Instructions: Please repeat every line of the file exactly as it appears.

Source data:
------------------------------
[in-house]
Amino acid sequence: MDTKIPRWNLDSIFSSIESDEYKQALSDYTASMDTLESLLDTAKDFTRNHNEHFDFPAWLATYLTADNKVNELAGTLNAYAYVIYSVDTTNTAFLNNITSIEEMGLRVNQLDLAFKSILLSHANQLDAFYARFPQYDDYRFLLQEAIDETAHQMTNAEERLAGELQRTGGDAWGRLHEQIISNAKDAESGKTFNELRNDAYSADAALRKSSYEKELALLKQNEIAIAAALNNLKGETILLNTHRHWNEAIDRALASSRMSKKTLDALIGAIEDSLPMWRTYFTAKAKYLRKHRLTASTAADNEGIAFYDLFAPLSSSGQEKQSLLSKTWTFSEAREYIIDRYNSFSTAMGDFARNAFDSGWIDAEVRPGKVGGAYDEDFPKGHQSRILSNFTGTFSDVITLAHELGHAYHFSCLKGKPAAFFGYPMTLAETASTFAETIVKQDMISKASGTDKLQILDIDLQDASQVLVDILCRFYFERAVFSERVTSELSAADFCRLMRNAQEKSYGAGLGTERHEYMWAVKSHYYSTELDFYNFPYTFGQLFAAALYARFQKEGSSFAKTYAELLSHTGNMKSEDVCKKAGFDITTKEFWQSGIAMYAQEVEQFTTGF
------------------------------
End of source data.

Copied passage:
[in-house]
Amino acid sequence: MDTKIPRWNLDSIFSSIESDEYKQALSDYTASMDTLESLLDTAKDFTRNHNEHFDFPAWLATYLTADNKVNELAGTLNAYAYVIYSVDTTNTAFLNNITSIEEMGLRVNQLDLAFKSILLSHANQLDAFYARFPQYDDYRFLLQEAIDETAHQMTNAEERLAGELQRTGGDAWGRLHEQIISNAKDAESGKTFNELRNDAYSADAALRKSSYEKELALLKQNEIAIAAALNNLKGETILLNTHRHWNEAIDRALASSRMSKKTLDALIGAIEDSLPMWRTYFTAKAKYLRKHRLTASTAADNEGIAFYDLFAPLSSSGQEKQSLLSKTWTFSEAREYIIDRYNSFSTAMGDFARNAFDSGWIDAEVRPGKVGGAYDEDFPKGHQSRILSNFTGTFSDVITLAHELGHAYHFSCLKGKPAAFFGYPMTLAETASTFAETIVKQDMISKASGTDKLQILDIDLQDASQVLVDILCRFYFERAVFSERVTSELSAADFCRLMRNAQEKSYGAGLGTERHEYMWAVKSHYYSTELDFYNFPYTFGQLFAAALYARFQKEGSSFAKTYAELLSHTGNMKSEDVCKKAGFDITTKEFWQSGIAMYAQEVEQFTTGF